The earth’s core constitutes the heart of our planet and plays a vital role in the presence of life on earth. However, not much is known about it. In particular, its actual age has long eluded scientists.
To find out, a group of scientists have decided to create in laboratory an environment similar to our planet’s heart. The new study suggests that the inner core of our planet is only 1 billion to 1.3 billion years old. This date range coincides with a measurable strengthening of the Earth’s magnetic field during this same time period.
The importance of the Earth’s core
Our planet is like a layered cake made up of a solid outer crust, a hot and viscous mantle, a liquid outer core, and a solid inner “seed”. This develops slowly as the liquid iron found in the outer part of the nucleus cools and crystallizes. This process feeds the movement of the liquid outer core, which in turn creates the Earth’s magnetic field.
The magnetic field protects us from the harmful environment of space by deflecting much of the cosmic rays. Without this magnetic field, our atmosphere would have long been stripped off. Without an atmosphere, life as we know it would be impossible. In other words, we owe our existence partly to the inner core of the Earth.
Despite its importance, we still do not know much about the core, and in particular its age. Until now, the estimate range has been quite wide, going from half a billion years to over four billion years, almost the age of the Earth itself (4.5 billion years). .
A laboratory experiment
As said above, the magnetic field of our planet is fed by the movement of the outer core rich in iron around the solid core. This phenomenon is known as the geodynamo effect. Part of this movement is powered by thermal energy. Roughly, as the liquid core cools, it crystallizes from the inside out, releasing energy which in turn fuels the movement of the still liquid core.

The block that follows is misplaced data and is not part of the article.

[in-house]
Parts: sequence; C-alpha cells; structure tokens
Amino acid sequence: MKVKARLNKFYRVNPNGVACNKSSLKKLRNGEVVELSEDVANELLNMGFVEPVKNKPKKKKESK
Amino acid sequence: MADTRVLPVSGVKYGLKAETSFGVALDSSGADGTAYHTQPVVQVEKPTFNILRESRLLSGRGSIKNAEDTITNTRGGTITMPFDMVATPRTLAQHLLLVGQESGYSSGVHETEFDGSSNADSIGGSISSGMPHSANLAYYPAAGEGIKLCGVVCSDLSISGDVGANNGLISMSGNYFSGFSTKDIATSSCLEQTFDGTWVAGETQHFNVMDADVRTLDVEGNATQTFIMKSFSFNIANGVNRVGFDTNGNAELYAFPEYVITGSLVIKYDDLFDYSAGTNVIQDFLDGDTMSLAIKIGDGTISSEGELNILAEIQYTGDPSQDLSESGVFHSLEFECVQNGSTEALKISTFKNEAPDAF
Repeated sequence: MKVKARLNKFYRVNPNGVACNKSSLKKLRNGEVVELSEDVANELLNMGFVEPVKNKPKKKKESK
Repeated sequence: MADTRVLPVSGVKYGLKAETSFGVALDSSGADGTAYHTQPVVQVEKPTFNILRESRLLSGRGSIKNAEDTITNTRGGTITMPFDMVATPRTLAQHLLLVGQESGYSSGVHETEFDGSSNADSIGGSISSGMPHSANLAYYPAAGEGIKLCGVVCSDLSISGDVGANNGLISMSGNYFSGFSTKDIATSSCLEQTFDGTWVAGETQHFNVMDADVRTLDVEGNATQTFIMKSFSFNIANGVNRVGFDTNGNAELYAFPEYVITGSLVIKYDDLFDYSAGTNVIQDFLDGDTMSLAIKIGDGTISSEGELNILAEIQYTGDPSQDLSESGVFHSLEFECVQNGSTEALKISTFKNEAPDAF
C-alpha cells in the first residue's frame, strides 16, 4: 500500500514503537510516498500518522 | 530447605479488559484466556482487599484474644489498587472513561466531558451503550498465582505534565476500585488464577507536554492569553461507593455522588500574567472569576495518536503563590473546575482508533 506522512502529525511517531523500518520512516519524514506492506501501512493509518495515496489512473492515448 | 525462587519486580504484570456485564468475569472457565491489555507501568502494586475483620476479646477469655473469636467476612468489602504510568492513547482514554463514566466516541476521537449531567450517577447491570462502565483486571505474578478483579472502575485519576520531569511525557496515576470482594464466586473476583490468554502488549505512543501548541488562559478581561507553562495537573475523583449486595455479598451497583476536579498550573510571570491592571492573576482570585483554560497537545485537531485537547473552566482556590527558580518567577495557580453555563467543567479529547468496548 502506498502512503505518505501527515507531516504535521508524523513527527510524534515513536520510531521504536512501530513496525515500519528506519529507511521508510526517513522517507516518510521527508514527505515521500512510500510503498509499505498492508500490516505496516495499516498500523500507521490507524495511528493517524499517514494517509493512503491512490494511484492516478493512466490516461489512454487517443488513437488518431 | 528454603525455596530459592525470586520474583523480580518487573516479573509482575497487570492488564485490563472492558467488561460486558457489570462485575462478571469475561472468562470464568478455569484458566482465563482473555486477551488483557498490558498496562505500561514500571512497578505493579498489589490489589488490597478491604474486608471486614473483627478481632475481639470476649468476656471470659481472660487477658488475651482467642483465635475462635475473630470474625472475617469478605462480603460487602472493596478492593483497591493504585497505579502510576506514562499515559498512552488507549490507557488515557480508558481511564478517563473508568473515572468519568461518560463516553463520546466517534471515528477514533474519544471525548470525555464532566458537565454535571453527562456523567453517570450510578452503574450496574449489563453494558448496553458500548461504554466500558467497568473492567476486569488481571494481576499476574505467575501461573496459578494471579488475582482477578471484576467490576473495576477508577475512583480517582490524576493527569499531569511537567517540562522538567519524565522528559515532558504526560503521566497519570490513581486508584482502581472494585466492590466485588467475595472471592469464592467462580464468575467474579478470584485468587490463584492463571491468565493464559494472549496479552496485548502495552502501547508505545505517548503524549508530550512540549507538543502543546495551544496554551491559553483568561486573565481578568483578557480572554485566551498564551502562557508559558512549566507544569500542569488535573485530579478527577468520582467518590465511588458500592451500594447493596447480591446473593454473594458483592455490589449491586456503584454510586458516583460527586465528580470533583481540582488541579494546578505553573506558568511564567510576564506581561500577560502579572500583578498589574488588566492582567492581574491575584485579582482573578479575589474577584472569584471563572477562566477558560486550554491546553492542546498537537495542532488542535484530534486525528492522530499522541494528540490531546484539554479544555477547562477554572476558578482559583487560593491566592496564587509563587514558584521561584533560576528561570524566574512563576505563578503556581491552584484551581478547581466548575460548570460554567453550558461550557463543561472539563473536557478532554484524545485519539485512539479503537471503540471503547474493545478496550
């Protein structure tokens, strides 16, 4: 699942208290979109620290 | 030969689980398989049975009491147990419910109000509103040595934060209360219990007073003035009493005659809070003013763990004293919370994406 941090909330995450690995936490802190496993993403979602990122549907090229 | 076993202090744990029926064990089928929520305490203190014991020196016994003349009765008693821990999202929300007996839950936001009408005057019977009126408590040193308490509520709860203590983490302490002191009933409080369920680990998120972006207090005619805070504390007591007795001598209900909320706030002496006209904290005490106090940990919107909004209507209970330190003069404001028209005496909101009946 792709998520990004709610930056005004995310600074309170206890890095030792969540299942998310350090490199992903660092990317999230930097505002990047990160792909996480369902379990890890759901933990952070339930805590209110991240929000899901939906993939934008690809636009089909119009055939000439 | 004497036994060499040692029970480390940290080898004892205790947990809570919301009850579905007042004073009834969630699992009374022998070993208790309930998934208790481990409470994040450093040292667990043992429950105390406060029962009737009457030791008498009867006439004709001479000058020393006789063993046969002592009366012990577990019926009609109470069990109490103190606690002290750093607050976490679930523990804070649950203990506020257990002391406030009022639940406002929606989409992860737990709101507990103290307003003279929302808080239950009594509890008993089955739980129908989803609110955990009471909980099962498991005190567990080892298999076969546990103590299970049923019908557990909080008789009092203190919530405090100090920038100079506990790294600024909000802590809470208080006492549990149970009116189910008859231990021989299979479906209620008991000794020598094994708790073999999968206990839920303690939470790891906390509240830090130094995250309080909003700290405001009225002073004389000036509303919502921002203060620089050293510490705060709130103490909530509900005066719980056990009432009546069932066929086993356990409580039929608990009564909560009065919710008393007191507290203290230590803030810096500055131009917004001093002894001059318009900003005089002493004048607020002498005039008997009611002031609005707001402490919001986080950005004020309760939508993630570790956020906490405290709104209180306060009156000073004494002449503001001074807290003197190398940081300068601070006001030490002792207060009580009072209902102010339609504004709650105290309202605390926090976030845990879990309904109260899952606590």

In a recent study, geologists sought to quantify this release of energy. In this way, they would then be able to estimate the age of the inner core.
To do this, the researchers recreated the conditions of the depths of the Earth on a smaller scale. They first heated a piece of iron just six microns thick to temperatures of up to 2,727 °C. They also squeezed this same sample between two diamonds so as to mimic the extreme pressures felt in the earth’s core. Using these two approaches, they then measured the conductivity of iron under these conditions.
Between 1 billion to 1.3 billion years
This measurement allowed the researchers to calculate the amount of energy loss (ten terawatts) from the core to power the geodynamo. With that data in hand, they were then able to calculate the time it would take to get a solid mass the size of the current nucleus from a molten iron core. Result: it would take between 1 billion to 1.3 billion years.
Note that these new findings are also reinforced by earlier work suggesting that Earth’s magnetic field suddenly strengthened between 1 billion and 1.5 billion years ago. Thus, the researchers conclude that the “seed” of the Earth is “relatively young”.
Working as an editor for the Scientific Origin, Steven is a meticulous professional who strives for excellence and user satisfaction. He is highly passionate about technology, having himself gained a bachelor’s degree from the University of South Florida in Information Technology. He covers a wide range of subjects for our magazine.